Corruption is the enemy of development
Peter Eigen is Chairman of Transparency International (www.transparency.org), the leading global non-governmental organisation engaged in the fight against corruption. He is a Visiting Scholar at the Carnegie Endowment for International Peace.
Wherever corruption reigns, development aspirations will remain an unattainable dream. That is no longer a view held only by civil society groups. In 1996, World Bank President James Wolfensohn put the fight against corruption centre-stage on the bank's agenda, and the bank now openly declares that it "has identified corruption as the single greatest obstacle to economic and social development".
At the March 2002 UN Conference on Financing for Development in Monterrey, a succession of ministers from donor countries joined World Bank and International Monetary Fund officials in a common judgement: that corruption is the enemy of development. The US Administration's Millennium Challenge aid proposals were presented to Congress in February 2003 with the target of reducing poverty by giving "special attention" to fighting corruption. The mission of Transparency International (TI), now in its tenth year as the world's leading non-governmental organisation engaged in the fight against corruption, is firmly on the global agenda.
Governments, the private sector, and civil society are all crucial to the equilibrium of the national integrity system, and the TI approach to building coalitions was evident in the evolution of the OECD Anti-Bribery Convention. The key to securing support for the Convention, which came into effect in February 1999, was the support of large companies. TI drafted a letter, signed by twenty European companies and sent to their ministers encouraging them to sign the Convention, which outlaws bribery of foreign public officials. We managed to bring business on our side by offering an escape route from the prisoner's dilemma in which they found themselves. Many business people do not want to bribe, but they feel they must to keep up with their competitors.
Bribery will continue unless companies operate on a level playing field. For countries to enforce the Convention, they need to know that their companies will face a level playing field. So all the 35 signatory governments must provide resources to prosecutors, investigators, courts and tax inspectors to make sure the Convention is applied, and to make it clear that companies that bribe will be investigated, charged and blacklisted until they change their ways.
The mood of both governments and the private sector is changing rapidly. Since the Enron, Global Crossing and WorldCom scandals - and now Ahold in Europe - jolted shareholders and pension fund managers into reality, the public no longer has any confidence that a given corporation's books show a true and fair statement of its finances. Trust must be rebuilt.
Campaigns for greater corporate disclosure are beginning to make real headway. On 5 November 2002, the world's main diamond producing and trading countries endorsed the United Nations-backed Kimberley process certification scheme that will trace rough diamonds from their point of origin. From January 2003, without a certificate of origin, diamonds cannot be imported. These measures are designed to stop trade in diamonds from conflict zones, where they have been used to enrich military elites and entrench their interest in prolonging civil war.
TI and Global Witness are now arguing for international regulators such as the Securities and Exchange Commission in the US to require oil, gas and mining companies to publish taxes, fees, royalties and other payments made to each host government as a condition for being listed on international stock exchanges. Relying on voluntary corporate disclosure has failed because companies fear discrimination by host countries. For instance, BP's ambitions to "publish what you pay" in Angola drew threats of concession termination from the Angolan state oil company Sonangol. BP and Shell support mandatory disclosure.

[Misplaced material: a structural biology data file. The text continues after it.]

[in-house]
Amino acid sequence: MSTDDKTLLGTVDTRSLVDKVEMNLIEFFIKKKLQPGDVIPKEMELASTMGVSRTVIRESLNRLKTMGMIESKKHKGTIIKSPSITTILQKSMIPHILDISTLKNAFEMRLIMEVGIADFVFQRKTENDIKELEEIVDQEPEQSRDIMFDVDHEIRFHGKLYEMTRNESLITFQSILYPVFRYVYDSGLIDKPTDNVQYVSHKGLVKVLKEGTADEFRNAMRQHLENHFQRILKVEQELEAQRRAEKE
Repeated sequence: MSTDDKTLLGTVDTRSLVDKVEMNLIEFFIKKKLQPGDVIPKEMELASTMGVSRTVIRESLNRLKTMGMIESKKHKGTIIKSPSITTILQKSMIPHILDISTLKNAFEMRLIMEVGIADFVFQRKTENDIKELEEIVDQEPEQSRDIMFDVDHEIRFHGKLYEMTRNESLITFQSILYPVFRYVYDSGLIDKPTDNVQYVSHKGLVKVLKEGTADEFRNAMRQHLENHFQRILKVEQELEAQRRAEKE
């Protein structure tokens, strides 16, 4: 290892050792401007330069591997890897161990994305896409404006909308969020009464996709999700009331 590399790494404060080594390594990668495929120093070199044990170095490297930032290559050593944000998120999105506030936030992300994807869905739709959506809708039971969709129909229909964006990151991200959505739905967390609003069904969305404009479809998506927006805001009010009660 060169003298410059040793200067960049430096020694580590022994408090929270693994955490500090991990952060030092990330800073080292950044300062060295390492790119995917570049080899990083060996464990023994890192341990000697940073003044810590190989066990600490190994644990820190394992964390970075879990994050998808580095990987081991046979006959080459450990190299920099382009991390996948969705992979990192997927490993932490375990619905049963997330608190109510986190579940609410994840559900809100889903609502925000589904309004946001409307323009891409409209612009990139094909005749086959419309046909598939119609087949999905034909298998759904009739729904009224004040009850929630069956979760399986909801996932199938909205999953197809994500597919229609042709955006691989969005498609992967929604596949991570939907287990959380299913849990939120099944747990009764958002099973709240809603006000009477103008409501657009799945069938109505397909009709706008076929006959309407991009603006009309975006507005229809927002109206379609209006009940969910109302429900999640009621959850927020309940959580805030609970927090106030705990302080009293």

Companies must establish codes of conduct, including detailed rules designed to combat bribery at home or by their subsidiaries abroad. To this end, TI has developed, together with companies including BP, General Electric, Shell and Tata, a set of Business Principles for Countering Bribery. The proposals include training programmes with guidance for all employees to ensure that bribery - direct or indirect - is outlawed. Under the guidelines of another NGO project, the Global Reporting Initiative (GRI), participating companies are asked to describe their policies and procedures for addressing corruption, including how the organisation meets the requirements of the OECD Anti-Bribery Convention.
The OECD estimates that annual budgets for government purchases worldwide run up to $5 trillion. The scope for large sums diverted in bribes is frightening, as are the lost opportunities when public expenditure is diverted away from basic needs such as education, health care and housing. Moreover, if an import licence can be obtained only via bribes and if foreign investors have to negotiate entry regulations, development is further undermined.
The message is clear: governments must work to promote good governance to foster sustainable development. Business leaders must remember their fiduciary role and not misuse the power entrusted to them, so that they report irregularities frankly and promptly, so that they consult other stakeholders - such as the local population as well as town-planners when they want to build a new factory - and so that they have the courage to admit mistakes, and to rectify them without hesitation. In short, what is required is leadership with integrity.
For more information, please contact:
Tel: +49-30 3438 200